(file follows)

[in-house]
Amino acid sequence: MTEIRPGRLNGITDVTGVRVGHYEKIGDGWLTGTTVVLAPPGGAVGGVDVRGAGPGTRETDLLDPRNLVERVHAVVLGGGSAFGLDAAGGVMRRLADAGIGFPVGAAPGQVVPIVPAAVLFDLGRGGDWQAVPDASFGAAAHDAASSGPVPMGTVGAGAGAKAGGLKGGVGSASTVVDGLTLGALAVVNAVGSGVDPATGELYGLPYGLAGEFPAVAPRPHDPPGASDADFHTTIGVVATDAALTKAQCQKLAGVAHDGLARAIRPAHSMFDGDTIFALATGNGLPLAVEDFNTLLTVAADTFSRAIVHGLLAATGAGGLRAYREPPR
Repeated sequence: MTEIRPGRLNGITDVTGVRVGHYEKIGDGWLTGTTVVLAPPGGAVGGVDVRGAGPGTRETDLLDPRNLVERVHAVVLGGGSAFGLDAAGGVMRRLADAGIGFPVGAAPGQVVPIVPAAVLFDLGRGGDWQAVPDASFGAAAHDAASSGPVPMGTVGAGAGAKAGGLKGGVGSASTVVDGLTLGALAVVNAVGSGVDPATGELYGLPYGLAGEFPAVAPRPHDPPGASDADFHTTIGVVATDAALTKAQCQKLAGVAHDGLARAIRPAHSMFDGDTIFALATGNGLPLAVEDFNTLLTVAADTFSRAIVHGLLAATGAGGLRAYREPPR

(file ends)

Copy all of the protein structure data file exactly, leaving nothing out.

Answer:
[in-house]
Amino acid sequence: MTEIRPGRLNGITDVTGVRVGHYEKIGDGWLTGTTVVLAPPGGAVGGVDVRGAGPGTRETDLLDPRNLVERVHAVVLGGGSAFGLDAAGGVMRRLADAGIGFPVGAAPGQVVPIVPAAVLFDLGRGGDWQAVPDASFGAAAHDAASSGPVPMGTVGAGAGAKAGGLKGGVGSASTVVDGLTLGALAVVNAVGSGVDPATGELYGLPYGLAGEFPAVAPRPHDPPGASDADFHTTIGVVATDAALTKAQCQKLAGVAHDGLARAIRPAHSMFDGDTIFALATGNGLPLAVEDFNTLLTVAADTFSRAIVHGLLAATGAGGLRAYREPPR
Repeated sequence: MTEIRPGRLNGITDVTGVRVGHYEKIGDGWLTGTTVVLAPPGGAVGGVDVRGAGPGTRETDLLDPRNLVERVHAVVLGGGSAFGLDAAGGVMRRLADAGIGFPVGAAPGQVVPIVPAAVLFDLGRGGDWQAVPDASFGAAAHDAASSGPVPMGTVGAGAGAKAGGLKGGVGSASTVVDGLTLGALAVVNAVGSGVDPATGELYGLPYGLAGEFPAVAPRPHDPPGASDADFHTTIGVVATDAALTKAQCQKLAGVAHDGLARAIRPAHSMFDGDTIFALATGNGLPLAVEDFNTLLTVAADTFSRAIVHGLLAATGAGGLRAYREPPR